The siren sound (the old fashioned police siren). Gently place the fingers of your left or right hand against the side of your cartilage shield at the front of your neck. With a relaxed jaw and open mouth say the siren sound in a high note and then a low note. Feel the movement of your voice box and the vibration under your fingers. Do this once.

Before others enter check, that the room where your giving your presentation is set out to your liking – make sure that you will have good visual contact with your participants and that they will all be able to see your slides if you are going to use PowerPoint. As they enter, briefly have eye contact with each participant.

For information on Voice and Presentation courses, Click Here.

Accent Neutralisation & Reduction


Francis Parkes with a student

Accent reduction and Accent Neutralisation are terms that have been used by Corporate organisations for the past 6 years or so. We use them as well because people looking for clarity of English courses are Googling Accent Neutralisation and Accent reduction. It sometimes strikes me as strange though, because I, like all voice coaches, like to hear full and vibrant voices and the idea of people neutralising or reducing their accents seems to be taking the life from people’s voice and speech rather breathing life into people’s voice and speech. I don’t like the idea of dumbing down an accent with all the watering down of vocal personality that this implies. Rather, I like to up peoples’ ability to enjoy the sensation of speaking English in a way that they can be understood internationally. The course that I researched and devised is about just that – speaking English Clearly. It’s desirable to express yourself freely when speaking English even though it may be your second language. Accents can enhance our speech – it’s not your accent, it’s the way you use your accent that matters. If the way you use your accent blurs the sense and clarity of what you’re saying then that’s not good. When your accent attracts the listener to pay more attention to what you’re saying, then that’s good.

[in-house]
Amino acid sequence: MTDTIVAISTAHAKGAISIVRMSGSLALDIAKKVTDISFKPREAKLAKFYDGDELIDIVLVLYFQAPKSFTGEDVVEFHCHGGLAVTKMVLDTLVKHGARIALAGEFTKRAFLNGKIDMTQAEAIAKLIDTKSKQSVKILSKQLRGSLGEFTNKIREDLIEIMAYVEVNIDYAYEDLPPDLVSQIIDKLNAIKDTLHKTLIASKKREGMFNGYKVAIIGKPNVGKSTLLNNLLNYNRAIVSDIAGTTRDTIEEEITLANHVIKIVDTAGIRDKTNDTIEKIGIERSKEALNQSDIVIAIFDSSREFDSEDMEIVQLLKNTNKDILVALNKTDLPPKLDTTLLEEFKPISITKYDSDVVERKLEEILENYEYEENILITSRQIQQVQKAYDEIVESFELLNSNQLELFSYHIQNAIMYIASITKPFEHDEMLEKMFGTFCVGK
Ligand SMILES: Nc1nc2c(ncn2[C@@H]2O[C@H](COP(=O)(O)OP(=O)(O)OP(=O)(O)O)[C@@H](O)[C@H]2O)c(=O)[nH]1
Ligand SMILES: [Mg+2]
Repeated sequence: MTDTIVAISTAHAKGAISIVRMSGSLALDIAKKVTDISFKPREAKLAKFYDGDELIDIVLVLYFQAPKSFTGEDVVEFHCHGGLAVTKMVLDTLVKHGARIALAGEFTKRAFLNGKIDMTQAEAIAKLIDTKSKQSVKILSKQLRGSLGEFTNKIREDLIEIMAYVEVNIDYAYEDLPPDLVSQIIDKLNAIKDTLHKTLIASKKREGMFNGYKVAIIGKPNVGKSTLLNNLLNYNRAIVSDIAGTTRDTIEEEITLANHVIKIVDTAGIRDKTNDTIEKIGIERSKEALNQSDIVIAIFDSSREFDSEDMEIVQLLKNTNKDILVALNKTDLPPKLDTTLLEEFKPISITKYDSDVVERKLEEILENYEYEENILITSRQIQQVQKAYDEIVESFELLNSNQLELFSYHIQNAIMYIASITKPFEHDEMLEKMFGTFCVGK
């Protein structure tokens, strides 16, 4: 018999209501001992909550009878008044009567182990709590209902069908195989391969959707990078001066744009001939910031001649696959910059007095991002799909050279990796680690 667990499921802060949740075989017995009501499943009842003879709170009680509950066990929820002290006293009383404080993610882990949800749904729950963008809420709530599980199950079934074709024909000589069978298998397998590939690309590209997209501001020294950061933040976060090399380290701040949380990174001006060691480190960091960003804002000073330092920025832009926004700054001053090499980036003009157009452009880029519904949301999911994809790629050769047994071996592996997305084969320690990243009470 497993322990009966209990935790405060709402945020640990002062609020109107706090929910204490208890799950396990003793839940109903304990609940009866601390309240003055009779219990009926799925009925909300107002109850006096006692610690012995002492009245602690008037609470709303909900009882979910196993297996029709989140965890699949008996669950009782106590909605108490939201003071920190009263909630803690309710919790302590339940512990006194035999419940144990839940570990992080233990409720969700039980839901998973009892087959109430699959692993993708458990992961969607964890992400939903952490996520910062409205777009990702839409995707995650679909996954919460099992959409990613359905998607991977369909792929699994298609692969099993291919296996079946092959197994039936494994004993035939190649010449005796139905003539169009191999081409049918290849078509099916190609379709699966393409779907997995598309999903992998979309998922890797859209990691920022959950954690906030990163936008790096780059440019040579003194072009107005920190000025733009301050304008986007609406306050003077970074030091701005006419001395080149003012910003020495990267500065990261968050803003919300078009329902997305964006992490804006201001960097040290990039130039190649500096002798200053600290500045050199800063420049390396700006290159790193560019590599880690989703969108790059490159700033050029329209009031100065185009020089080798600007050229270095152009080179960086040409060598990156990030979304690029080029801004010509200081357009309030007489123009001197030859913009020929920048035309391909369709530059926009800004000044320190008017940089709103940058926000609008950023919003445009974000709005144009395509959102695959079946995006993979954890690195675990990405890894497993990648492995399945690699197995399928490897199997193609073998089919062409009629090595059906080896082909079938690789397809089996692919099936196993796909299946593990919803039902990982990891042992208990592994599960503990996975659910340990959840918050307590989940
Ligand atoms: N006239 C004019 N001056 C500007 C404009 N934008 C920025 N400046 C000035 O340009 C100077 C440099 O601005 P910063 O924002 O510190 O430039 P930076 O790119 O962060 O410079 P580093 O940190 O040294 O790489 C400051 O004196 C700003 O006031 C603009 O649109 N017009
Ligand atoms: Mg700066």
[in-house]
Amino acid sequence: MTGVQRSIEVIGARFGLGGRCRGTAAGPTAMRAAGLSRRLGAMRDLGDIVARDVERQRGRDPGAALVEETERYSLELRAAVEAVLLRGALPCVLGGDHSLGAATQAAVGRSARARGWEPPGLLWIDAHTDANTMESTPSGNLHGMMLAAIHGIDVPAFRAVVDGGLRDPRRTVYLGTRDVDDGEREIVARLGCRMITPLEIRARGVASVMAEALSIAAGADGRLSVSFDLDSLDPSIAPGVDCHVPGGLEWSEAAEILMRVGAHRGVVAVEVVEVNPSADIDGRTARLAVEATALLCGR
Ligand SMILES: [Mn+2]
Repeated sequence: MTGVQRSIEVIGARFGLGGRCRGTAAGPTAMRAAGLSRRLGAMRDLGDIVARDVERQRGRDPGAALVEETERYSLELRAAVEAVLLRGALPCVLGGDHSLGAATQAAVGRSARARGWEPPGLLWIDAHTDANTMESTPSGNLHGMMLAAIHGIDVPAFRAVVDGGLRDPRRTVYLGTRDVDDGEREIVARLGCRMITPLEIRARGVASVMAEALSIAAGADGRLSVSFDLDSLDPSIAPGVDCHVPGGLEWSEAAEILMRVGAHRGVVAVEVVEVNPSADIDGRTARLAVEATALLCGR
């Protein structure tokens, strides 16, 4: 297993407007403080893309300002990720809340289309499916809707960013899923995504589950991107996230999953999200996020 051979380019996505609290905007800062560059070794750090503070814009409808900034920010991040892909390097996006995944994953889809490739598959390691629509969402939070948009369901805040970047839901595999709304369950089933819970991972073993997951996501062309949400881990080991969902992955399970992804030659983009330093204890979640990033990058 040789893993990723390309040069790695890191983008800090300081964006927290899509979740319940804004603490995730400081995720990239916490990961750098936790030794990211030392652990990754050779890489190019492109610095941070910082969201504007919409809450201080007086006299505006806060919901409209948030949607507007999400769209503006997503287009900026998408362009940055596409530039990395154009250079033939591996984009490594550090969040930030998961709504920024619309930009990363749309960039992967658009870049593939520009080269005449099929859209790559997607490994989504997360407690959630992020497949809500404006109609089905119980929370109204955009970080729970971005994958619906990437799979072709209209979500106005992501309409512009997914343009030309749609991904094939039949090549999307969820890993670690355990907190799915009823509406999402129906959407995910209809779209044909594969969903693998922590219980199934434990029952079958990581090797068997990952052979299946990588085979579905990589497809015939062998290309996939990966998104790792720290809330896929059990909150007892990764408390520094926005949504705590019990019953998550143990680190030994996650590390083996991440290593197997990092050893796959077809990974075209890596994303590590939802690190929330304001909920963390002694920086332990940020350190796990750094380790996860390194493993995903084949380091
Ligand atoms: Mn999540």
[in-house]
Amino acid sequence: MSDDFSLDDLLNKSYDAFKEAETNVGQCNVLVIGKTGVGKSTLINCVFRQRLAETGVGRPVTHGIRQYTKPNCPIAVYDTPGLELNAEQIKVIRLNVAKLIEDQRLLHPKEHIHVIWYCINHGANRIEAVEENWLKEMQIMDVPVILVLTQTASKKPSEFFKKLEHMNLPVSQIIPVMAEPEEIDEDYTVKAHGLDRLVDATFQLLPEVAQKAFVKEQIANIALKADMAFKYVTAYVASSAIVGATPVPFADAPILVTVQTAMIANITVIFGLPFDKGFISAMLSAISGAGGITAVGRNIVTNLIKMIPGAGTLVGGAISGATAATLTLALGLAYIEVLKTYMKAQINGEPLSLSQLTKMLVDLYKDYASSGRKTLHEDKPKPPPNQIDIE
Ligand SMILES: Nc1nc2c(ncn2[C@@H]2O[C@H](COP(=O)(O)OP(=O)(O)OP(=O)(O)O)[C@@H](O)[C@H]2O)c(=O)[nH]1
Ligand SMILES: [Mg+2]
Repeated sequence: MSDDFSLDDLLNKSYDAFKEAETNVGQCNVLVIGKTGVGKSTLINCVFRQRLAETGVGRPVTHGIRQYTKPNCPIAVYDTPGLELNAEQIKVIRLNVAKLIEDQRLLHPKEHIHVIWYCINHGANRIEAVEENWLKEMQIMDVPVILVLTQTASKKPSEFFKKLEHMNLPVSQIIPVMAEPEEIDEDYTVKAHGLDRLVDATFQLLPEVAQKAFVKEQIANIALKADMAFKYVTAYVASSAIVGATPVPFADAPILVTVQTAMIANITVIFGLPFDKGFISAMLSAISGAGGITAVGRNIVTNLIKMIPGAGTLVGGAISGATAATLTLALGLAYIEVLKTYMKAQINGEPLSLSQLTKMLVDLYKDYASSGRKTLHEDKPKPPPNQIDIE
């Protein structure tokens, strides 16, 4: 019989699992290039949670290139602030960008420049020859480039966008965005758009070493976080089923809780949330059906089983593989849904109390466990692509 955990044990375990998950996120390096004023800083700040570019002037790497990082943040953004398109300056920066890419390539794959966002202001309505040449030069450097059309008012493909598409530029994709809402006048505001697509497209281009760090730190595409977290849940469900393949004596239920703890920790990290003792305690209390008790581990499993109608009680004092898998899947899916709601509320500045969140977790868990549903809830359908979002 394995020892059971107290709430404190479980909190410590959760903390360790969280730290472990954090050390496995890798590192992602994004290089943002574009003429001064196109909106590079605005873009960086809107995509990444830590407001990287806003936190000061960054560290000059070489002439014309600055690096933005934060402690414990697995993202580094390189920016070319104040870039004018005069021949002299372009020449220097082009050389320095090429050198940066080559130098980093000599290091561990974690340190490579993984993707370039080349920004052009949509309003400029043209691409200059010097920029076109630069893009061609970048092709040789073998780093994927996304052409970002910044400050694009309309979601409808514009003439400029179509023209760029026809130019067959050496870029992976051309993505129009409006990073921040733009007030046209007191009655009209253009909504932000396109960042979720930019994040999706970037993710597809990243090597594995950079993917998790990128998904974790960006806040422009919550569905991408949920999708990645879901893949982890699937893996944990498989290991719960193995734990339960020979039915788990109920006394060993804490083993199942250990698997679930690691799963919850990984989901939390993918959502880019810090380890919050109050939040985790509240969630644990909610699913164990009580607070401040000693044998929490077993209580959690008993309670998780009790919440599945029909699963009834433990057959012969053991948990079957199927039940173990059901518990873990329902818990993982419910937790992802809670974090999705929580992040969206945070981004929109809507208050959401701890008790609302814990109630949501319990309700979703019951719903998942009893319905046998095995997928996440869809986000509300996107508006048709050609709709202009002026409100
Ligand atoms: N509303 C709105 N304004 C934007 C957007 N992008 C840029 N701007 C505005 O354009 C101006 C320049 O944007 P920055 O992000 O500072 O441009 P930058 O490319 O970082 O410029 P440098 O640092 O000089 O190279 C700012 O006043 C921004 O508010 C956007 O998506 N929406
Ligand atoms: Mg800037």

Max Your Voice StudentsEveryone is different, Everyone has a unique voice which gives them a unique vocal profile. At Max Your Voice we work with a persons whole vocal profile. The end result is of course clear speech but the voice has to go through different processes to be made, before coming into the mouth to be shaped by the movement of the mouth, tongue and lips into sounds.

English is a language that is spoken all over the world. Some people may speak English with a drop dead gorgeous voice, but that is no good if people cannot understand the words they are saying. And it is no good having perfectly clear diction and saying the words clearly in English, when no one can hear you because your voice is not audible. It is also no good having a wonderful voice and speaking English with perfect diction when the words you are saying are vapid and empty and in no way connect with your thoughts.

This is why here at Max Your Voice we give attention to the whole of your vocal profile – meaning all the aspects of your voice and speech that create the overall sound. Many features including pitch (intonation), rhythm, and speed are addressed when we work with clients. Overall confidence increases with the ability to release your voice into clear speech.

I am often asked about phonetic symbols and how many we work with and looking at page 65 of our Speak English Clearly manual guide which accompanies our course and I can see that there are 27. Of these 27 – 14 are single vowel sounds, the rest are made up of simple combinations, so you can understand how important it is to have the building blocks of the single vowel sounds in place. Phonetic symbols are also a useful tool to really help people identify the sounds in written English and transpose them into spoken English.

Speak English Clearly CD SetOther people ask me how long it takes. Obviously, the better your knowledge of English the easier it will be. Some people have a natural drive to succeed in communication and these people take less time to master the different sounds of standard English. They will telephone and Skype frequently to ask whether it is this sound or that sound that goes in this particular word. Others need more time. Once you know your target sounds and have mastered them, you can put the rest of the sounds into the overall jigsaw. You will get really good results after 3 months, providing you keep practicing using the Speak English Clearly book and the CDs.